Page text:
My "vacation" this week includes re-potting the plants and cleaning out a bunch of my old papers in the office.
From a high school paper I wrote circa 1984 on Gogol's Diary of a Madman:
Our Hero laments his lowly position as a quill sharpener (they do these things in Russia, I've heard; it kills time on the steppe) when suddenly the answer comes to him. He is the lost King of Spain for whom the world has been searching. The memorable date is listed as "Year 2000, April 43."
From there real life rapidly deteriorates. The madman awaits the arrival of his court, occasionally making clinical, detatched comments such as "Can't remember the day. Nor was there a month. Damned if I know what's been going on." When the royal entourage finally does arrive, the "King" notes some of the strange deference to royalty: "The Chancellor hit me with his stick and chased me into my room. Such is the power of popular tradition in Spain!" In his spare time, he jots down his theories: "The Moon, of course is made in Hamburg, and I must say they do a very poor job...The moon itself is such a delicate ball that men cannot live there--only noses. And that's why we can't see our own noses; they are all on the moon."
...In short, it is a fascinating story, if a bit perversely so, and all the dogs I have conferred with (at least, those who have read it) quite agree.
I got a 15 out of 10 on this, whatever that means.
Yip! Back from a long weekend in Seattle, and with the pictures to prove it. Thanks to Mike and Viv for their hospitality and for arranging such great weather.
Pictures tell the story...
Yikes! Can you believe this is me on a mountain? Whenever I go West, I'm always fascinated by the mountains. They never look real to me, because I only see them in movies. This one, in the Olympic National Forest, was real, baby!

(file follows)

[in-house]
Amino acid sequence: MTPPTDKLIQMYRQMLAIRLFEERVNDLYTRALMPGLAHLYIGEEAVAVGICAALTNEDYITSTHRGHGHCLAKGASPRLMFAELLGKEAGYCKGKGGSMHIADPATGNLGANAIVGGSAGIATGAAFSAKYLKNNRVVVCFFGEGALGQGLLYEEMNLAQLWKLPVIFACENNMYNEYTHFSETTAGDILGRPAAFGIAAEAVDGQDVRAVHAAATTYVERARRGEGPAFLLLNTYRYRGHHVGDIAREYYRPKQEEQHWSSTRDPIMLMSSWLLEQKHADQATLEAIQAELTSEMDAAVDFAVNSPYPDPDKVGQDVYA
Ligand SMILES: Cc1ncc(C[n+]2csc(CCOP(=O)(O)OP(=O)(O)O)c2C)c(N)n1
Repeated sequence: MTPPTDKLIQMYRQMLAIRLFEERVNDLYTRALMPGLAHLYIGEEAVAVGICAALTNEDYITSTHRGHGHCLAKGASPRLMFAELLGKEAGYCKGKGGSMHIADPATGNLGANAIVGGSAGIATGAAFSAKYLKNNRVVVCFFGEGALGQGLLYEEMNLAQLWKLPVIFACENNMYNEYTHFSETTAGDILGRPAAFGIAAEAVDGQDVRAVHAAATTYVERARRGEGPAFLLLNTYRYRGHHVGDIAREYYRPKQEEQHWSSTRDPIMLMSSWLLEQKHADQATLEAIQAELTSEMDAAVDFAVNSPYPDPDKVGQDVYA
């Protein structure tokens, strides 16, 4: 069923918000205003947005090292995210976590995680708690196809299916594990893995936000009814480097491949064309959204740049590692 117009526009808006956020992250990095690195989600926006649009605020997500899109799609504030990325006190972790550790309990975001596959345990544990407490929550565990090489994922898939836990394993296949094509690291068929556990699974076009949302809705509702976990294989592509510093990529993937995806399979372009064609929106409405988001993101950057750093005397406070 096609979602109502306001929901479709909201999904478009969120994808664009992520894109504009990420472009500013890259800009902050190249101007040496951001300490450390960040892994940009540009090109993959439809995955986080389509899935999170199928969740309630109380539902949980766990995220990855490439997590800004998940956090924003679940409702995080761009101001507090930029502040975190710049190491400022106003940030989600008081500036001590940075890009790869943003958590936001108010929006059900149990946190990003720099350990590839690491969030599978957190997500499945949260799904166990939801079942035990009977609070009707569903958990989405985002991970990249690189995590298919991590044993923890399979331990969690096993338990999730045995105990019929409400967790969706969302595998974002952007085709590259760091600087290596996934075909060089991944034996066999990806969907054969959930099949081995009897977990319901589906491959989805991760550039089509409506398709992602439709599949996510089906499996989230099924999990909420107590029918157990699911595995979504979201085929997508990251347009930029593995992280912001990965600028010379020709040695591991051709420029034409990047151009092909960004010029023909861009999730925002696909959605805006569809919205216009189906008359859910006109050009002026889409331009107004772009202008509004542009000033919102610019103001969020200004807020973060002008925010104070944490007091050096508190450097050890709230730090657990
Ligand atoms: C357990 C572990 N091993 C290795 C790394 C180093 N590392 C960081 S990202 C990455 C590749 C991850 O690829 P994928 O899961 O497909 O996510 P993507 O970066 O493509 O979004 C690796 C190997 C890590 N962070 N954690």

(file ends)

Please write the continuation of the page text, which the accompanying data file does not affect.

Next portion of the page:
On the way home, we stopped by the Port Angeles Fine Arts Center, sort of an environmental modern art gallery. Some great, surreal things here, such as these "ballerina" trees.
Maybe because I lived so long in conservative states like Indiana and Ohio, I had assumed no one agreed with me about the current beating of war drums in the White House.
I am no warblogger (nor was meant to be) but I confess I was taken aback to see the kinds of messages that are being e-mailed to my congressman.
Although this isn't a statistical poll, it's surprising to see how many messages are against the prospect of war. And how few are in favor of it. Is anyone listening? I wonder.
There's also one confused person deploring the prospect of war with Iran. Now that's what I call forward thinking!
Moreover, I found the same results in Indiana and Ohio. Find your congressman here.
It doesn't make me feel any better about the government, but it makes me feel a little less crazy.
This is all getting me down. Time for a little less conversation, a little more action.
When I was in college, I lived in a dorm that seemed to attract bats. It wasn't unusual to find the doors to the hallway and the lounge shut on a given evening, with some intrepid neighbor chasing the terrified animal around with a broom or a pillowcase.
Occasionally, too, you could swing a door open and find a resting bat, hanging upside down, snoozing or hanging out.
I tend to think of management gurus much the same way--if you rile him or her, he or she may get caught in your hair. But if you just leave the guru alone, you may find him or her snoozing upside down, peacefully.
Metaphor not working? Fine, but I can't get it out of my head, so it stays.
Anyway, I was intrigued by the feature in a recent HBS Working Knowledge that spotlights a book called Geeks & Geezers, which interviews people over 70 and people under 30 about leadership to find shared traits and trends.
Some people find these generation-based generalizations annoying, and they can be off the mark. But it's such a relief to read generalizations about my generation that don't focus exclusively on our spending or TV-watching habits, I went along for the ride.
There's also an interview with the authors and an excerpt from the book. The excerpt makes much out of notable leaders' ability to turn a bad situation into a good one, in the long run--lemonade from lemons, as it were. Viz: